North Korea vows economic boost after Kim’s ‘tense’ food shortage admission

Seoul, June 17 (EFE).- North Korea has renewed its pledge for “development-oriented changes” in various economic sectors, the official news agency said on Thursday, after its leader Kim Jong-un admitted that the country was facing “tense” food shortages.

The state-run Korean Central News Agency (KCNA) said the pledge was made on the second day of the ruling party plenary meeting on Wednesday.

The second day of the plenary was focused on boosting the North Korean economic policy.

“The second day was held amid exceptionally high fighting will of all the participants in the plenary meeting to bring about without fail remarkable development-oriented changes,” the news agency said.

It said the changes would be brought about by implementing major policy tasks for the current five-year plan that began this year.

The news agency said sector-wise study and consultative meetings were held during the second-day sitting.

Among the sectors addressed during the plenary were agriculture, metal, railway transport, chemicals, electricity, coal, machine, construction, and building materials.

“The participants studied the draft resolution to be suggested to the plenary meeting and confirmed the draft measures and planned figures of which scientific accuracy and practicality are guaranteed.”

On the first day of the plenary session of the Northern Workers Party, Kim made a rare admission about the widely-reported lingering food crisis in the so-called “hermit kingdom.”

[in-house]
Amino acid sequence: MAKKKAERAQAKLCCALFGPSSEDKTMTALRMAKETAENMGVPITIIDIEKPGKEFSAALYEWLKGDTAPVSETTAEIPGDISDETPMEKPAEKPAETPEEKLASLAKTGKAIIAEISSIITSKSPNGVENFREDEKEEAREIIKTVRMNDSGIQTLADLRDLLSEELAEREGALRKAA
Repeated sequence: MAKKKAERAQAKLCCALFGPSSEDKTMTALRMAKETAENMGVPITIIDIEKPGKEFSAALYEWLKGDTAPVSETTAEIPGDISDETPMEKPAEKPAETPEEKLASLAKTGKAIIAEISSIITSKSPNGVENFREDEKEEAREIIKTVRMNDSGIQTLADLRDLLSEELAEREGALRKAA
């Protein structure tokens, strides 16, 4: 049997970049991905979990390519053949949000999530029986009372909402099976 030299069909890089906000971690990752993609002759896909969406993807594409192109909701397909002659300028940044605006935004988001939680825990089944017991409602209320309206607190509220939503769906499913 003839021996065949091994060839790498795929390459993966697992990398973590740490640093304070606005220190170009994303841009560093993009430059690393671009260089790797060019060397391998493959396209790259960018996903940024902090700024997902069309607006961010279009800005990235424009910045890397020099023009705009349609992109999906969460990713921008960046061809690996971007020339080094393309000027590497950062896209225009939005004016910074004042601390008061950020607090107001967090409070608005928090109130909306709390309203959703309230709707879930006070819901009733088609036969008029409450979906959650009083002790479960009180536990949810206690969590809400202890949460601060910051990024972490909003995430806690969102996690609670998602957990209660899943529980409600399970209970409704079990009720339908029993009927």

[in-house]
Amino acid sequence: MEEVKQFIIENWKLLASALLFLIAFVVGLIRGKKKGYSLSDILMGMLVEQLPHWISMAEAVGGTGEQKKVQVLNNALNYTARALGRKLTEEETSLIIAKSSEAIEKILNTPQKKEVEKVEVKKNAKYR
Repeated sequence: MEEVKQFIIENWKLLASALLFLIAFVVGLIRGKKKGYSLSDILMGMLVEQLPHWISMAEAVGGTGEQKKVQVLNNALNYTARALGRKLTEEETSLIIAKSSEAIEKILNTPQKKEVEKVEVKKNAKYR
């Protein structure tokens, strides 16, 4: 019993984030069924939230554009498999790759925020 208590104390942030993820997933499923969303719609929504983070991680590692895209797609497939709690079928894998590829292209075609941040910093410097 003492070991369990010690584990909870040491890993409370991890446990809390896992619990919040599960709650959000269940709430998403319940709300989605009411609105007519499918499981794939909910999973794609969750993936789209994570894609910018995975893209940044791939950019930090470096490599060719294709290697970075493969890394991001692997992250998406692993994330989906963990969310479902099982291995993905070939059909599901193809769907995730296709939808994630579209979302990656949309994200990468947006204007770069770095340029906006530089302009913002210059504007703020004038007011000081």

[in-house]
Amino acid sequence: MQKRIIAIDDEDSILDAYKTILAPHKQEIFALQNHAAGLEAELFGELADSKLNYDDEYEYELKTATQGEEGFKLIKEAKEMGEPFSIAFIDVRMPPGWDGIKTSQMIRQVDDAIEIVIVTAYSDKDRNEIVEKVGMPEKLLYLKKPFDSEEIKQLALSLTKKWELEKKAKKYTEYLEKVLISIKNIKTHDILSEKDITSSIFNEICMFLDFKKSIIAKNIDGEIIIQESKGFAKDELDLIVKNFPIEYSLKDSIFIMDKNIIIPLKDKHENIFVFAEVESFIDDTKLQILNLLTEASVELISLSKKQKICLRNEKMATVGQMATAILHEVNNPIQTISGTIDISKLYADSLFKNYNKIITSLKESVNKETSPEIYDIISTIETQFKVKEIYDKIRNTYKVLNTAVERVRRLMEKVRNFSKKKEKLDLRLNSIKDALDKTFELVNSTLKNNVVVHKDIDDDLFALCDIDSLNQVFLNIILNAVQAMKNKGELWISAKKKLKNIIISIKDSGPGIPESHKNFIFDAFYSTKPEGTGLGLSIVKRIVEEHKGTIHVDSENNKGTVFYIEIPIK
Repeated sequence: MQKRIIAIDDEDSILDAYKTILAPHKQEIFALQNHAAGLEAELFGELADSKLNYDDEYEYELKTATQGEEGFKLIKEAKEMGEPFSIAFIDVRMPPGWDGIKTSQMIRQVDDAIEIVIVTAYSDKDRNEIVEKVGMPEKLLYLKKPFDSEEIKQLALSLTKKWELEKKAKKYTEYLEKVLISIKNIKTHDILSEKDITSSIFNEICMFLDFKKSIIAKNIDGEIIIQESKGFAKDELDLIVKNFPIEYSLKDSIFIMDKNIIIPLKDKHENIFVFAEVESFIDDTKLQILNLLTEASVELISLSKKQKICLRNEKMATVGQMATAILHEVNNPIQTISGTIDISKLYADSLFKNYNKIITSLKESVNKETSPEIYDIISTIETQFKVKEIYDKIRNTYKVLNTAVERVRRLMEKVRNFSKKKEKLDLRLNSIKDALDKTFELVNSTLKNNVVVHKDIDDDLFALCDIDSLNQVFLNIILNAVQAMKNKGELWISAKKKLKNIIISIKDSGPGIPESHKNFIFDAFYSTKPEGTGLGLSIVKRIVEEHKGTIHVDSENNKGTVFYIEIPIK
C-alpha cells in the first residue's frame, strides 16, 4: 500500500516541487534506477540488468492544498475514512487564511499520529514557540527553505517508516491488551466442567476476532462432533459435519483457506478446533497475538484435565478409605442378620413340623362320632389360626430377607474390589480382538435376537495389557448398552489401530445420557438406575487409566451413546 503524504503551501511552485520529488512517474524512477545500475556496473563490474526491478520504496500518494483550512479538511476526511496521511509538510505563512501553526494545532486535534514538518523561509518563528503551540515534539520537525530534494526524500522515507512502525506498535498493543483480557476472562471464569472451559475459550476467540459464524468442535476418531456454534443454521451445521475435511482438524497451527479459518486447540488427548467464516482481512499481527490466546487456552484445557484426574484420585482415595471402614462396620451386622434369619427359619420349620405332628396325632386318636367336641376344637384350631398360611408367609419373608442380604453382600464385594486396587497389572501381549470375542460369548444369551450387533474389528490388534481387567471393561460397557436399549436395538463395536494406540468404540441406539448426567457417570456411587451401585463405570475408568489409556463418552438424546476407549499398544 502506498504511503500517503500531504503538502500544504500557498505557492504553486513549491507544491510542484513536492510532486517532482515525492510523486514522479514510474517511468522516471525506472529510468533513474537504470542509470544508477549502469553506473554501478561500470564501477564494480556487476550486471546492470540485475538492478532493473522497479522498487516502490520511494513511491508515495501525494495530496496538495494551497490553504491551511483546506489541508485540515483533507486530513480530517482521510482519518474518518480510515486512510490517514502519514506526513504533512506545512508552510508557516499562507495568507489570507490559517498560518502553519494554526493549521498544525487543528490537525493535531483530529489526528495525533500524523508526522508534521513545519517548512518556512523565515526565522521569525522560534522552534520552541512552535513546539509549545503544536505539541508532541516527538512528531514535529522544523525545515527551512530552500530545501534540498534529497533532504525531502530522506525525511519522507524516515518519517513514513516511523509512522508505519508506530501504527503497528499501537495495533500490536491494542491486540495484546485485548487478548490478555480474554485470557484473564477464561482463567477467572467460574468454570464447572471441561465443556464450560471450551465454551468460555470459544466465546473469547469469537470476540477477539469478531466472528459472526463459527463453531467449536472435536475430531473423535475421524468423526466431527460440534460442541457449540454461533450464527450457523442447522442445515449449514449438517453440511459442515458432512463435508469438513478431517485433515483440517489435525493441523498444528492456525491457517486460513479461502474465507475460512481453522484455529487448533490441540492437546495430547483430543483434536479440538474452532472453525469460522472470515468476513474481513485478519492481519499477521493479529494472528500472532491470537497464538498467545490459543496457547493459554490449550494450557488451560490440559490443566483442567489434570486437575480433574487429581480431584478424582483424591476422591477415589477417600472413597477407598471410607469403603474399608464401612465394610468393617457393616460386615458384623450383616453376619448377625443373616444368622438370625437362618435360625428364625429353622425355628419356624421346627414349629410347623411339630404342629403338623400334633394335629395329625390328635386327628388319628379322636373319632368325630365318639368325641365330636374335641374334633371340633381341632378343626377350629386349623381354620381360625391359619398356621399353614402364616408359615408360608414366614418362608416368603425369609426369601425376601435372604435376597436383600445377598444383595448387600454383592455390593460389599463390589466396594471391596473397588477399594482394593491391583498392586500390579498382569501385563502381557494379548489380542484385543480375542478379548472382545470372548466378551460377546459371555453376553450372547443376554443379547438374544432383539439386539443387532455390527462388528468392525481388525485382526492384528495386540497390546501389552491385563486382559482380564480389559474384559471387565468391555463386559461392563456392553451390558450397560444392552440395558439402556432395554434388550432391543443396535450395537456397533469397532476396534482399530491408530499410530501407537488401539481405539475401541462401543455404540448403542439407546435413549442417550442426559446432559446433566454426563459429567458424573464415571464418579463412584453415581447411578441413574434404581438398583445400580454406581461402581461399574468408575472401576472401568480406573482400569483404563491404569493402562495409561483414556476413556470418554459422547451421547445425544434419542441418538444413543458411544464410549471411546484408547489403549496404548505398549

“The people’s food situation is now getting tense as the agricultural sector failed to fulfill its grain production plan due to the damage by typhoon last year,” Kim said.

He stressed that the plenary meeting needed to take a positive measure for settling the problem.

That crisis has deepened due to the pandemic, which has further isolated the reclusive state.

The coronavirus outbreak forced the country to close its borders and reject the entry of humanitarian aid from abroad for fear of the spread of covid-19.

For the first time, Kim has directly mentioned the hardships the country is going through.

Last year in April, he called on officials to embark on what he called an “arduous march” to relieve the growing economic problems, comparing the crisis to the 1990s famine that claimed the lives of hundreds of thousands of people.

Experts say Kim’s references to food shortages and the pandemic reflected the serious internal situation the regime is facing.

The North Korean leader usually uses such plenary meetings to boast about the signs of technological, industrial, and military progress.

The plenary meeting, the third of its kind this year, will last for several days, although state media have not specified how long.

The meeting has been drawing keen attention amid expectations that the North Korean leadership will provide clues about its strategy towards the United States and South Korea.

The US recently reviewed its policy towards the North Korean regime after the arrival of Joe Biden to the White House.

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